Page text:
Utility Voltage Levels
Anyone receiving power from an electric utility will see the nominal incoming voltage level (e.g. 120V) change over the course of a day to a small or large degree. There are many factors contributing to the amount of voltage level fluctuation observed including: 1) location on the local distribution line, 2) proximity to large electricity consumers, 3) proximity to utility voltage regulating equipment, 4) seasonal variations in overall system voltage levels, 5) load factor on local transmission and distribution system, etc.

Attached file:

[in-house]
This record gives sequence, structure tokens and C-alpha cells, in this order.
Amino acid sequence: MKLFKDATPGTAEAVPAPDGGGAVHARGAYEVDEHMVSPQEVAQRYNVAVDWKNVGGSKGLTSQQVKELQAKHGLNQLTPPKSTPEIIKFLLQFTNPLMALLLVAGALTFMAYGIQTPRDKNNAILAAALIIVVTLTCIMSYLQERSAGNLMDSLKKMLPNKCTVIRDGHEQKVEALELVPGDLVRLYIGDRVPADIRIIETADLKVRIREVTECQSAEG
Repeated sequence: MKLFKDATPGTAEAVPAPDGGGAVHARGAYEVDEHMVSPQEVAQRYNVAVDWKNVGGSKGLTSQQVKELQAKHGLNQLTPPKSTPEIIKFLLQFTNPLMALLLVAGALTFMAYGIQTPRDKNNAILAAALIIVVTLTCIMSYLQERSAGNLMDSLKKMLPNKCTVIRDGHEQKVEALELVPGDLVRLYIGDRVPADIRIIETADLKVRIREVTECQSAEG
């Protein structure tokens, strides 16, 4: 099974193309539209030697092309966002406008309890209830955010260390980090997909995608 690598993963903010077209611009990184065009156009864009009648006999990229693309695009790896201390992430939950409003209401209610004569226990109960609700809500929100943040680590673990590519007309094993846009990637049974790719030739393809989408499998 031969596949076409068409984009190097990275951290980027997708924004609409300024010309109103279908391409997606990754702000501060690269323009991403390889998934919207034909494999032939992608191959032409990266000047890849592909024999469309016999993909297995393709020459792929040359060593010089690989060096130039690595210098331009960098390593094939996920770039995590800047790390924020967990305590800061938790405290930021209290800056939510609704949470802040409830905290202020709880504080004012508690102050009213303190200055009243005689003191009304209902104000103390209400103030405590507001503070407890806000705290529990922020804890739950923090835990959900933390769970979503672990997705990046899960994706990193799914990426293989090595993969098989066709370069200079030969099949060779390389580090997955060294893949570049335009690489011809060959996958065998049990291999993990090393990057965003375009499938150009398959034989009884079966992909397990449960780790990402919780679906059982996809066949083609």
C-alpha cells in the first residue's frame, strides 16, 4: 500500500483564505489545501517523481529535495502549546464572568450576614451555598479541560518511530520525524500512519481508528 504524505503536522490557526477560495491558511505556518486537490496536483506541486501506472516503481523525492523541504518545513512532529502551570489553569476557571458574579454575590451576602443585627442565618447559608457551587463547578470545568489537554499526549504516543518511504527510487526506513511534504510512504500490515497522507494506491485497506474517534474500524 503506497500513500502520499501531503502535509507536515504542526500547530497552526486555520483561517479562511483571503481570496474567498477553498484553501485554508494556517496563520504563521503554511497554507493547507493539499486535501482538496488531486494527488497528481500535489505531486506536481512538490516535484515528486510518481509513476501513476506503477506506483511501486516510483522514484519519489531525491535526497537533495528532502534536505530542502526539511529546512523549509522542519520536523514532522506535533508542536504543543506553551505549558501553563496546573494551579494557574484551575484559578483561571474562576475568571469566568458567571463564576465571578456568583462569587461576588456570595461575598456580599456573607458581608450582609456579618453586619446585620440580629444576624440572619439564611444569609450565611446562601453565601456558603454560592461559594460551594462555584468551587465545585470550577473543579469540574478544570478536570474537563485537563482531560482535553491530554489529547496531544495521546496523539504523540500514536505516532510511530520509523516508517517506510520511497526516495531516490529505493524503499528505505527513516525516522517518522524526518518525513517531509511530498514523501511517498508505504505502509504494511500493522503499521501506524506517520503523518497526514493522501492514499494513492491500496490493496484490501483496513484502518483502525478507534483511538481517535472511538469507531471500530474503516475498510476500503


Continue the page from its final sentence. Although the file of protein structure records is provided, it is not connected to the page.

Voltage levels are often highest during the nighttime hours and weekends when the electrical demand is minimal and are lowest weekday afternoons when the demand for electricity peaks. Most electric utilities in the U.S. try to maintain the voltage level within plus or minus 5% of the nominal voltage level (e.g. 480V +/-5%), however for short periods the voltage level may be as much as 6% high or 13% low (according to ANSI Standard C84.1). On the nominal 480V system, this would translate to incoming voltage ranging from 509V (480V +6%) to 420V (480V-13%). Larger deviations from nominal voltage are also permissible on a momentary basis or may simply be unavoidable.